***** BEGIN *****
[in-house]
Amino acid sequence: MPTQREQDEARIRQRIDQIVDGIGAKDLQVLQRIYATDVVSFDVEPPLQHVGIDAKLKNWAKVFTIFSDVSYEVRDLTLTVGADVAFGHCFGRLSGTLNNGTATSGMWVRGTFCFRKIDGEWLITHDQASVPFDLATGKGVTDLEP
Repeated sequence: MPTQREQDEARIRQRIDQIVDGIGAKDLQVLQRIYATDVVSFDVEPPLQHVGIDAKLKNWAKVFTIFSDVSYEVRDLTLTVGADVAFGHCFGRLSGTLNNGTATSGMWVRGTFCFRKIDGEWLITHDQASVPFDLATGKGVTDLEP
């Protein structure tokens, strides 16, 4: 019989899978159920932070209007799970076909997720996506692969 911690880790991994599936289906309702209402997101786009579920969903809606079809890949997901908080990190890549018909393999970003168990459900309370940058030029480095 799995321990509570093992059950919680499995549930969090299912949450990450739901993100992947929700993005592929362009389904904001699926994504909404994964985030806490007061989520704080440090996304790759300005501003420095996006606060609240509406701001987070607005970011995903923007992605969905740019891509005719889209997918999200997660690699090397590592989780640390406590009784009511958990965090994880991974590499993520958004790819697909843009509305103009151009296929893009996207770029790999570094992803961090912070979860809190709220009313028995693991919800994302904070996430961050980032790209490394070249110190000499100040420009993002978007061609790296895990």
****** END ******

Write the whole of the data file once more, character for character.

[in-house]
Amino acid sequence: MPTQREQDEARIRQRIDQIVDGIGAKDLQVLQRIYATDVVSFDVEPPLQHVGIDAKLKNWAKVFTIFSDVSYEVRDLTLTVGADVAFGHCFGRLSGTLNNGTATSGMWVRGTFCFRKIDGEWLITHDQASVPFDLATGKGVTDLEP
Repeated sequence: MPTQREQDEARIRQRIDQIVDGIGAKDLQVLQRIYATDVVSFDVEPPLQHVGIDAKLKNWAKVFTIFSDVSYEVRDLTLTVGADVAFGHCFGRLSGTLNNGTATSGMWVRGTFCFRKIDGEWLITHDQASVPFDLATGKGVTDLEP
């Protein structure tokens, strides 16, 4: 019989899978159920932070209007799970076909997720996506692969 911690880790991994599936289906309702209402997101786009579920969903809606079809890949997901908080990190890549018909393999970003168990459900309370940058030029480095 799995321990509570093992059950919680499995549930969090299912949450990450739901993100992947929700993005592929362009389904904001699926994504909404994964985030806490007061989520704080440090996304790759300005501003420095996006606060609240509406701001987070607005970011995903923007992605969905740019891509005719889209997918999200997660690699090397590592989780640390406590009784009511958990965090994880991974590499993520958004790819697909843009509305103009151009296929893009996207770029790999570094992803961090912070979860809190709220009313028995693991919800994302904070996430961050980032790209490394070249110190000499100040420009993002978007061609790296895990």